In August, Robert Hegele—director of the London Regional Genomics Center and professor of medicine and biochemistry at the University of Western Ontario—published a GWA study on hypertriglyceridemia (1), a lipid disorder characterized by high levels of blood fat. Merging technology, his team used next-generation sequencing to find rare variants that would have been missed using microarrays. After analyzing the genomes of 500 people, the researchers found that the majority of variation was not caused by common variants (directly matched to the phenotype). The researchers identified four genes with most relevance as determined in the initial study, and resequenced these genes in the same patients using next-generation methods. What they found was that these genes containing common variants contained rare variants as well.
Next-generation sequencing systems are now being used to sequence large numbers of human genomes, and researchers hope that these efforts will lead to identifying more rare variants within the population. The 1000 Genomes Project, launched in 2008, plans to create an improved map of the human genetic variation by sequencing the genomes of 1200 individuals from around the globe. The project has already released preliminary data. And dropping costs means better access to next-generation sequencing tools, which will enable even more data on rare variants to emerge.Data: Not Enough, or Too Much?
But even with increasing sequencing capability, Brett Abrahams, assistant professor of genetics and neuroscience at Albert Einstein College of Medicine, says that there are still issues with the technology's scope. “Because rare variants are often observed in only one patient,” he says, “it becomes a challenge to be able to conclude that the variant plays a role in disease, without having any context to effectively compare it to, as one would with a common variant.”
The inherent problem with rare variants is that they are, in fact, rare. “Depending on the population, a typical GWA study is unable to look at rare variation effectively because the sample size isn't large enough,” says Abrahams. “So if you see something that looks deleterious like a truncating mutation, and you never see it again in another affected individual, on a statistical level it is impossible to draw any inferences.”
According to Hegele, to adequately study rare variation would require as many as 2000–3000 participants. “What we consider to be a big GWA study using microarray technology is very small for studying rare variants,” says Hegele. “We need to have multiple people with the rare variant involved in a study to feel confident about drawing conclusions.”
This will require more efficient and cost-effective genome analysis. “I suspect there will need to be a third-generation–type breakthrough where the DNA sequence and structure is being assayed directly from the chromosome strand,” says Scherer. “I'm not complaining about the latest technologies—they are great—but there will need to be another leap forward in technology.” Such technology would lower the cost and time of sequencing to the point where studies of 2000 or more participants becomes financially feasible. But even if such capability is developed and a new library of rare variants constructed, the research community still must consider the greater question: how these variants impact disease.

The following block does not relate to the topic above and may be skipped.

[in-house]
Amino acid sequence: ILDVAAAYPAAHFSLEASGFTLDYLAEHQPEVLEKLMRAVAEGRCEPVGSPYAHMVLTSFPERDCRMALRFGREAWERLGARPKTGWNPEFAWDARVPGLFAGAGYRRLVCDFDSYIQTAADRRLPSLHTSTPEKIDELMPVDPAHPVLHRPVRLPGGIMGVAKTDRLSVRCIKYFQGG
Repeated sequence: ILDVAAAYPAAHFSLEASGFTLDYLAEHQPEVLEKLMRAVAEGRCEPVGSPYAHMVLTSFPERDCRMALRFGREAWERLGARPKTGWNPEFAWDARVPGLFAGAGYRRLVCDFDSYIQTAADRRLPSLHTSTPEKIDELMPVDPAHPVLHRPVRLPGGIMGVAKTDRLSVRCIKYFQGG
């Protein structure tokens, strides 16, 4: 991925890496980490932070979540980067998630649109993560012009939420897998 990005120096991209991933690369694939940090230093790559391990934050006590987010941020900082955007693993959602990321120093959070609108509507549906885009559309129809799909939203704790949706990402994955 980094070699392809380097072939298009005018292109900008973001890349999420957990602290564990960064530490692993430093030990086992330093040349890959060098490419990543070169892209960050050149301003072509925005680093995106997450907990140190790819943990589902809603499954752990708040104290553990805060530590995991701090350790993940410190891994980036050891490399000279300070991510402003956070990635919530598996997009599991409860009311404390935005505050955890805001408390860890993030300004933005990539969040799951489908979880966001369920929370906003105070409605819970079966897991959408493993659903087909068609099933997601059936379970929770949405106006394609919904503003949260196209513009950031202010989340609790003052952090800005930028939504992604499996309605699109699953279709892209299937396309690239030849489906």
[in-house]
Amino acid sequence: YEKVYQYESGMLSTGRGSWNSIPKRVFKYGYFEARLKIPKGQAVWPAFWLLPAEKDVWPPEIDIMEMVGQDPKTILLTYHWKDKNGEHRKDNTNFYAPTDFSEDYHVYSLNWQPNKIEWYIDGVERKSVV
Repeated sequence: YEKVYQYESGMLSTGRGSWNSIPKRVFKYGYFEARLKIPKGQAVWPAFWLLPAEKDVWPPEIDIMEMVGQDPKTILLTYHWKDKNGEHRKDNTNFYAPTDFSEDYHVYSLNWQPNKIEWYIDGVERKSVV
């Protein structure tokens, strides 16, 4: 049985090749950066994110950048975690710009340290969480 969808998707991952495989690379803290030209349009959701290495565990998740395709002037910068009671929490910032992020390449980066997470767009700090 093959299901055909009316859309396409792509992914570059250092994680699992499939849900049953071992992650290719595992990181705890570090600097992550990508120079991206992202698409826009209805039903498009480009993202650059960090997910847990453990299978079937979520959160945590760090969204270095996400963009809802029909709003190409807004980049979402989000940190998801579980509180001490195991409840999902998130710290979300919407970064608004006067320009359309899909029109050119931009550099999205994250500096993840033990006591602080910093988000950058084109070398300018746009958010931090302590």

“The issue isn't how we can identify these rare variants, but what can we conclude once we have determined them to be present,” says Abrahams. “The problem is compounded even further because some rare variants may actually exert effects through interaction with other variants.”
Writing recently in Cell, Mary-Claire King, a University of Washington professor of genome science, noted that there are indeed current strategies to identify rare variants in individuals (2). But she cautioned that researchers should be careful before claiming that any variant is associated with a specific disease. “Biological relevance,” she warns, “must be established before a mutation can be causally linked to a disorder.”
According to Hegele, the major research focus in the future will be to understand rare variants’ function in disease pathogenesis in order to predict responses to treatments. “If you know the pathway that is being affected, and trace it back to the genomic level, that might help researchers and physicians come to the right treatment for specific patients faster.”
The disease architecture may be such that the genetic underpinnings vary based on individuals, says Abrahams; then researchers will have no choice but to look at each case as its own entity. “But what people are hoping, is that despite the actual disease contributors being different among individuals, the pathways that are impacted will be shared, allowing for therapeutics to be broadly effective.”
Goldstein foresees third-generation sequencing greatly influencing the hunt for rare variants. “In less than five years, we will have long since had our genomes sequenced and interpreted,” he says. “We'll be able to sequence large sections of genomes quickly, so most of the genes that carry variants will be identified. What happens with that information is the only question that remains.”